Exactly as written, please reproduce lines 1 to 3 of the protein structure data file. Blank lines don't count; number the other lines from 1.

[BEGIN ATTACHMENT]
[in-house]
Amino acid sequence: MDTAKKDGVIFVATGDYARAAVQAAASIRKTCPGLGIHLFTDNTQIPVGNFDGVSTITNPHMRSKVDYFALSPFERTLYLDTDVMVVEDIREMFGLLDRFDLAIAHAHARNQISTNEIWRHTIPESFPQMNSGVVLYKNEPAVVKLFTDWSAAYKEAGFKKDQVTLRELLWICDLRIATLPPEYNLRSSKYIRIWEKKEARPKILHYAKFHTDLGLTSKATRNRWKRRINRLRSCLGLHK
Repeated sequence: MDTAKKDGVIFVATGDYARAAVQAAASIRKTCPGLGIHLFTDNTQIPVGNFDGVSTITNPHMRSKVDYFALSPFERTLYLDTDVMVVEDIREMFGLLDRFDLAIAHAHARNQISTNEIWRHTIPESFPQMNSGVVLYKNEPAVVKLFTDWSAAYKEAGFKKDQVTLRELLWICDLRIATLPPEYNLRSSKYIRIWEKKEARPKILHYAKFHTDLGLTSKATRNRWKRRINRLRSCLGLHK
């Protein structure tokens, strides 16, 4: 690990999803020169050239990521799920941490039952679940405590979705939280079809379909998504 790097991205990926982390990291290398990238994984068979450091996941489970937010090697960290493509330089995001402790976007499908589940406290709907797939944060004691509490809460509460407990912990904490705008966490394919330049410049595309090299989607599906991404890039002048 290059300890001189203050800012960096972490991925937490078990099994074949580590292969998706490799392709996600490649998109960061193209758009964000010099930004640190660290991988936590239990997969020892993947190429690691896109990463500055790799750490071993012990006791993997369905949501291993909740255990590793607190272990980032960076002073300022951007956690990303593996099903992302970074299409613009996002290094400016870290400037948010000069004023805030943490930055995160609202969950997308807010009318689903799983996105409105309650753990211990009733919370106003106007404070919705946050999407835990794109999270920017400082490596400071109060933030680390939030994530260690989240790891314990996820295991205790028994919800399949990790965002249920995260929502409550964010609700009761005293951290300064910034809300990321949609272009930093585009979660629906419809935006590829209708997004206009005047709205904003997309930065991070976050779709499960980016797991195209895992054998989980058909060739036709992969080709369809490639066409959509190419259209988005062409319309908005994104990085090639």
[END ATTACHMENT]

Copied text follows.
[in-house]
Amino acid sequence: MDTAKKDGVIFVATGDYARAAVQAAASIRKTCPGLGIHLFTDNTQIPVGNFDGVSTITNPHMRSKVDYFALSPFERTLYLDTDVMVVEDIREMFGLLDRFDLAIAHAHARNQISTNEIWRHTIPESFPQMNSGVVLYKNEPAVVKLFTDWSAAYKEAGFKKDQVTLRELLWICDLRIATLPPEYNLRSSKYIRIWEKKEARPKILHYAKFHTDLGLTSKATRNRWKRRINRLRSCLGLHK
Repeated sequence: MDTAKKDGVIFVATGDYARAAVQAAASIRKTCPGLGIHLFTDNTQIPVGNFDGVSTITNPHMRSKVDYFALSPFERTLYLDTDVMVVEDIREMFGLLDRFDLAIAHAHARNQISTNEIWRHTIPESFPQMNSGVVLYKNEPAVVKLFTDWSAAYKEAGFKKDQVTLRELLWICDLRIATLPPEYNLRSSKYIRIWEKKEARPKILHYAKFHTDLGLTSKATRNRWKRRINRLRSCLGLHK